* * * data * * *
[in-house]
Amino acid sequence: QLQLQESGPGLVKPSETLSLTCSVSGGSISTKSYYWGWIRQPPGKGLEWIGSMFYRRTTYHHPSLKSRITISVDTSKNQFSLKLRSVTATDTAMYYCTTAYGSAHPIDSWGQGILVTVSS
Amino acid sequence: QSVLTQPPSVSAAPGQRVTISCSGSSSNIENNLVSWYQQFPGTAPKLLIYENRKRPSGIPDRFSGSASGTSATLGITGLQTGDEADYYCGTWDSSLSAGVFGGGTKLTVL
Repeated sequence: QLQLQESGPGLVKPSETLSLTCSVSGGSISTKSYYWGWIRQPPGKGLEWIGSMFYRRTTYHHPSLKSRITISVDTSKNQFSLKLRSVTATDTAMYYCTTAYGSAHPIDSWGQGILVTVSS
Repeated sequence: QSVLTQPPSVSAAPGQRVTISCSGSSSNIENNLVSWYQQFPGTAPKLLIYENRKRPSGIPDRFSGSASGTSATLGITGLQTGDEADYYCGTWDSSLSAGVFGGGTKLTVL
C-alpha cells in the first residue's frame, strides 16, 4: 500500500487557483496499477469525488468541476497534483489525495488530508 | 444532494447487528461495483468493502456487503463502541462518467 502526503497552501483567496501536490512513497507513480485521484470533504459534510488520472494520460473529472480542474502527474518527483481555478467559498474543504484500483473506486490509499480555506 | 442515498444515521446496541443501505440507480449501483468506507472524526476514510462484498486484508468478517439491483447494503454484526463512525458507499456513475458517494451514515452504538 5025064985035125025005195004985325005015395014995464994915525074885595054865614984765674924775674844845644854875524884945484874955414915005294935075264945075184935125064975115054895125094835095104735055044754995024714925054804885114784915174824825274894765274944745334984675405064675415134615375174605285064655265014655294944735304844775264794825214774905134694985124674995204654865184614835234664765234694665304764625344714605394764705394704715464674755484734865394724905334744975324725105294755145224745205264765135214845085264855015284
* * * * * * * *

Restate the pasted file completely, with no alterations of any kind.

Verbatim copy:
[in-house]
Amino acid sequence: QLQLQESGPGLVKPSETLSLTCSVSGGSISTKSYYWGWIRQPPGKGLEWIGSMFYRRTTYHHPSLKSRITISVDTSKNQFSLKLRSVTATDTAMYYCTTAYGSAHPIDSWGQGILVTVSS
Amino acid sequence: QSVLTQPPSVSAAPGQRVTISCSGSSSNIENNLVSWYQQFPGTAPKLLIYENRKRPSGIPDRFSGSASGTSATLGITGLQTGDEADYYCGTWDSSLSAGVFGGGTKLTVL
Repeated sequence: QLQLQESGPGLVKPSETLSLTCSVSGGSISTKSYYWGWIRQPPGKGLEWIGSMFYRRTTYHHPSLKSRITISVDTSKNQFSLKLRSVTATDTAMYYCTTAYGSAHPIDSWGQGILVTVSS
Repeated sequence: QSVLTQPPSVSAAPGQRVTISCSGSSSNIENNLVSWYQQFPGTAPKLLIYENRKRPSGIPDRFSGSASGTSATLGITGLQTGDEADYYCGTWDSSLSAGVFGGGTKLTVL
C-alpha cells in the first residue's frame, strides 16, 4: 500500500487557483496499477469525488468541476497534483489525495488530508 | 444532494447487528461495483468493502456487503463502541462518467 502526503497552501483567496501536490512513497507513480485521484470533504459534510488520472494520460473529472480542474502527474518527483481555478467559498474543504484500483473506486490509499480555506 | 442515498444515521446496541443501505440507480449501483468506507472524526476514510462484498486484508468478517439491483447494503454484526463512525458507499456513475458517494451514515452504538 5025064985035125025005195004985325005015395014995464994915525074885595054865614984765674924775674844845644854875524884945484874955414915005294935075264945075184935125064975115054895125094835095104735055044754995024714925054804885114784915174824825274894765274944745334984675405064675415134615375174605285064655265014655294944735304844775264794825214774905134694985124674995204654865184614835234664765234694665304764625344714605394764705394704715464674755484734865394724905334744975324725105294755145224745205264765135214845085264855015284